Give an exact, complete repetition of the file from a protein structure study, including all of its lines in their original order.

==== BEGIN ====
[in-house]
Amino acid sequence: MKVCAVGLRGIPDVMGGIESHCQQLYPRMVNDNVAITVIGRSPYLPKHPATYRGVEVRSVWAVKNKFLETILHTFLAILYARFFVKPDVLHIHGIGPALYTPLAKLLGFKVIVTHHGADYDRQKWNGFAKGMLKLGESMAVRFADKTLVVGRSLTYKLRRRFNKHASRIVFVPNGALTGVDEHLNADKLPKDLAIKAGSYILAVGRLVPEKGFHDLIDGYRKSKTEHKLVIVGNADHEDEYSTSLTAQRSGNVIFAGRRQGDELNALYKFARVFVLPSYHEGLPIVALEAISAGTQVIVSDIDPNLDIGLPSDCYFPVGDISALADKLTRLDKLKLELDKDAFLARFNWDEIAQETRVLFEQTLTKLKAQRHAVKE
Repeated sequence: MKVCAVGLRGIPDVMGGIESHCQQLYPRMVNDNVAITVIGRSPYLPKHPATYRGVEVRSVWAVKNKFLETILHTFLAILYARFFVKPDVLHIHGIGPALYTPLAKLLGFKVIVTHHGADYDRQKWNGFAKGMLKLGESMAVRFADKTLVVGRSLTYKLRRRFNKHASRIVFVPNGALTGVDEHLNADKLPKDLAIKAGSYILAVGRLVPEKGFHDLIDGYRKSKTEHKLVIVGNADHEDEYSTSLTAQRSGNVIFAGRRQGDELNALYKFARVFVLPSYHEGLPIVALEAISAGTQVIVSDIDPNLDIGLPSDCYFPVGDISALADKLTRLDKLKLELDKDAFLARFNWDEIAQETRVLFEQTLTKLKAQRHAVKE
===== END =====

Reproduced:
[in-house]
Amino acid sequence: MKVCAVGLRGIPDVMGGIESHCQQLYPRMVNDNVAITVIGRSPYLPKHPATYRGVEVRSVWAVKNKFLETILHTFLAILYARFFVKPDVLHIHGIGPALYTPLAKLLGFKVIVTHHGADYDRQKWNGFAKGMLKLGESMAVRFADKTLVVGRSLTYKLRRRFNKHASRIVFVPNGALTGVDEHLNADKLPKDLAIKAGSYILAVGRLVPEKGFHDLIDGYRKSKTEHKLVIVGNADHEDEYSTSLTAQRSGNVIFAGRRQGDELNALYKFARVFVLPSYHEGLPIVALEAISAGTQVIVSDIDPNLDIGLPSDCYFPVGDISALADKLTRLDKLKLELDKDAFLARFNWDEIAQETRVLFEQTLTKLKAQRHAVKE
Repeated sequence: MKVCAVGLRGIPDVMGGIESHCQQLYPRMVNDNVAITVIGRSPYLPKHPATYRGVEVRSVWAVKNKFLETILHTFLAILYARFFVKPDVLHIHGIGPALYTPLAKLLGFKVIVTHHGADYDRQKWNGFAKGMLKLGESMAVRFADKTLVVGRSLTYKLRRRFNKHASRIVFVPNGALTGVDEHLNADKLPKDLAIKAGSYILAVGRLVPEKGFHDLIDGYRKSKTEHKLVIVGNADHEDEYSTSLTAQRSGNVIFAGRRQGDELNALYKFARVFVLPSYHEGLPIVALEAISAGTQVIVSDIDPNLDIGLPSDCYFPVGDISALADKLTRLDKLKLELDKDAFLARFNWDEIAQETRVLFEQTLTKLKAQRHAVKE